And now — let us imagine that this is one of the hours which succeed in bursting asunder the seven iron bands about our heart — imperceptibly the spell is lifted. But even now the man does not speak a word, does not stir a finger. Yet he does something. The lifting of the spell has happened to him — no matter from where — without his doing. But this is what he does now: he releases in himself a reserve over which only he himself has power. Unreservedly communication streams from him, and the silence bears it to his neighbour. Indeed it was intended for him, and he receives it unreservedly as he receives all genuine destiny that meets him. He will be able to tell no one, not even himself, what he has experienced. What does he now “know” of the other? No more knowing is needed. For where unreserve has ruled, even wordlessly, between men, the word of dialogue has happened sacramentally. (3-4)
Faith stands in the stream of “happening but once” which is spanned by knowledge. All the emergency structures of analogy and typology are indispensable for the work of the human spirit, but to step on them when the question of the questioner steps up to you, to me, would be running away. Lived life is tested and fulfilled in the stream alone. The true name of concrete reality is the creation which is entrusted to me and to every man. (12-13)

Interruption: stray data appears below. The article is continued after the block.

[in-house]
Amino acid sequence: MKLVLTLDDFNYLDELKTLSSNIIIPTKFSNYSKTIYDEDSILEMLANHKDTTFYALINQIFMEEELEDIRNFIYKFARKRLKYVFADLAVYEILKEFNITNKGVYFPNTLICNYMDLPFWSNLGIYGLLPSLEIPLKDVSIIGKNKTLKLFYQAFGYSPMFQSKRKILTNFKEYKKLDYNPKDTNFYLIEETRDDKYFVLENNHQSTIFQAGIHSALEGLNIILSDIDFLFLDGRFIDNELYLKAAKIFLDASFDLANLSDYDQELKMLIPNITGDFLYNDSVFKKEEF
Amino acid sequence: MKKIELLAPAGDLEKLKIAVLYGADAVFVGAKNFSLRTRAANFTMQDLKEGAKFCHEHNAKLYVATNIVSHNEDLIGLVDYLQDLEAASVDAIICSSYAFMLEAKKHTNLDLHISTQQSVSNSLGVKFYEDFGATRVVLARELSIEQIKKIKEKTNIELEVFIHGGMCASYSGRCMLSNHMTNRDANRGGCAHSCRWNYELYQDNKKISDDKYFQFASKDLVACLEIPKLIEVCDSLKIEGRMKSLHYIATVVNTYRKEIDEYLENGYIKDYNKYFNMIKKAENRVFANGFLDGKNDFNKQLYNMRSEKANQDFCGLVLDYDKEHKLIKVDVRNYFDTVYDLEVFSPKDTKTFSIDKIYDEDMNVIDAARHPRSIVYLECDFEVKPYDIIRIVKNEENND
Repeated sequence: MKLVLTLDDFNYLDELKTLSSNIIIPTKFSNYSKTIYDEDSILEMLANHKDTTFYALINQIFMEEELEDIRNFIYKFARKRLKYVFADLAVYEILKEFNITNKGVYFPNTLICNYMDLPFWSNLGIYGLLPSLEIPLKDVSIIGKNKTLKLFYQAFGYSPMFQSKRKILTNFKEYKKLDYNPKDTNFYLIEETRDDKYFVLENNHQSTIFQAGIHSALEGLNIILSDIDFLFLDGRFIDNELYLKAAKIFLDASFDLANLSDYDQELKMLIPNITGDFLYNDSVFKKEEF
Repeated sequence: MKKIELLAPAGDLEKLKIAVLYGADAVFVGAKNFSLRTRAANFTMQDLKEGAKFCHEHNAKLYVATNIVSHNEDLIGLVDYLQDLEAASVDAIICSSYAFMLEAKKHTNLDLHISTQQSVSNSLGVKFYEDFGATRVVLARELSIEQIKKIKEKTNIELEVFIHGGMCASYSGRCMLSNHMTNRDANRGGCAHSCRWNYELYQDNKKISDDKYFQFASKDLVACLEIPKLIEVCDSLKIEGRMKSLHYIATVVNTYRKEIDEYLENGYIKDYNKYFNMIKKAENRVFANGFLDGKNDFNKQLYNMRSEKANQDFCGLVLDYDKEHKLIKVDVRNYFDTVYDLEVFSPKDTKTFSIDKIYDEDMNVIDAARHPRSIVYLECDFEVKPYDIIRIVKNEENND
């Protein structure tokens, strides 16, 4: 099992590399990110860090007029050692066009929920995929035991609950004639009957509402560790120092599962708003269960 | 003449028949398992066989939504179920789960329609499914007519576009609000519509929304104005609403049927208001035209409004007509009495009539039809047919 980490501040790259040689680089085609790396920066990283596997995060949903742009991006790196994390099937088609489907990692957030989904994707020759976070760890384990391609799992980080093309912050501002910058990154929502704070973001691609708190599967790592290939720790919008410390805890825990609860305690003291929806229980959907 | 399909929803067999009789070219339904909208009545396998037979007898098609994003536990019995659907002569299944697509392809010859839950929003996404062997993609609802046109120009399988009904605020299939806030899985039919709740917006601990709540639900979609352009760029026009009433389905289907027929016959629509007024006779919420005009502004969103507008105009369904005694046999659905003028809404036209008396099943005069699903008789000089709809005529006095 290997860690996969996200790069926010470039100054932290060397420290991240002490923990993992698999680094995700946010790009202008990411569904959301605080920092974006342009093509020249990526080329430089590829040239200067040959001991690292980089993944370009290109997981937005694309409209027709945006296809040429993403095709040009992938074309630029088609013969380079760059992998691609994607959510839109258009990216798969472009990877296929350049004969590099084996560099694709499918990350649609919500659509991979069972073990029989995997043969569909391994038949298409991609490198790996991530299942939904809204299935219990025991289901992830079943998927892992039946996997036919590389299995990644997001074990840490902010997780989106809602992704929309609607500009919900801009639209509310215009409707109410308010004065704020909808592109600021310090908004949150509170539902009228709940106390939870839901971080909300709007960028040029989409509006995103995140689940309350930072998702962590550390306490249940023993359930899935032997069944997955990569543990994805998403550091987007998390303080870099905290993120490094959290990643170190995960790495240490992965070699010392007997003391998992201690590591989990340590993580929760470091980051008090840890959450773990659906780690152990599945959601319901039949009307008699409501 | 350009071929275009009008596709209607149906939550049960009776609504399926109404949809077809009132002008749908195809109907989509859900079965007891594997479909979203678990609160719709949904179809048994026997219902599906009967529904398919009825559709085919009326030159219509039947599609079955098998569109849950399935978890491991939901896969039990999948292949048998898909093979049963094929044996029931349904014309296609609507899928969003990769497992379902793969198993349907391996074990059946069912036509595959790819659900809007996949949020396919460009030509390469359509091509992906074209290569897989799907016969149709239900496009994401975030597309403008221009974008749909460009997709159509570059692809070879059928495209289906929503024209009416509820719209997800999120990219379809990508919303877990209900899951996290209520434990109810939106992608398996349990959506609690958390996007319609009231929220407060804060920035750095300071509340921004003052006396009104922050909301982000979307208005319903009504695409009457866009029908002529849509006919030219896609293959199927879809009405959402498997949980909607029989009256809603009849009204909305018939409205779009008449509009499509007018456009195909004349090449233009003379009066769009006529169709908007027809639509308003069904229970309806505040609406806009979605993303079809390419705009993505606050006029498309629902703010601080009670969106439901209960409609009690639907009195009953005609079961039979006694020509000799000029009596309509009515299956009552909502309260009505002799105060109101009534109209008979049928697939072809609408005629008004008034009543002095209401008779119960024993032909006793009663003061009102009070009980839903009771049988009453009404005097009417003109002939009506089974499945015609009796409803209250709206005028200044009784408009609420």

There is a tale that a man inspired by God once went out from the creaturely realms into the vast waste. There he wandered till he came to the gates of the mystery. He knocked. From within came the cry: ‘’What do you want here?” He said, ‘I have proclaimed your praise in the ears of mortals, but they were deaf to me. So I come to you that you yourself may hear me and reply.” “Turn back,” came the cry from within. “Here is no ear for you. I have sunk my hearing in the deafness of mortals.” (15)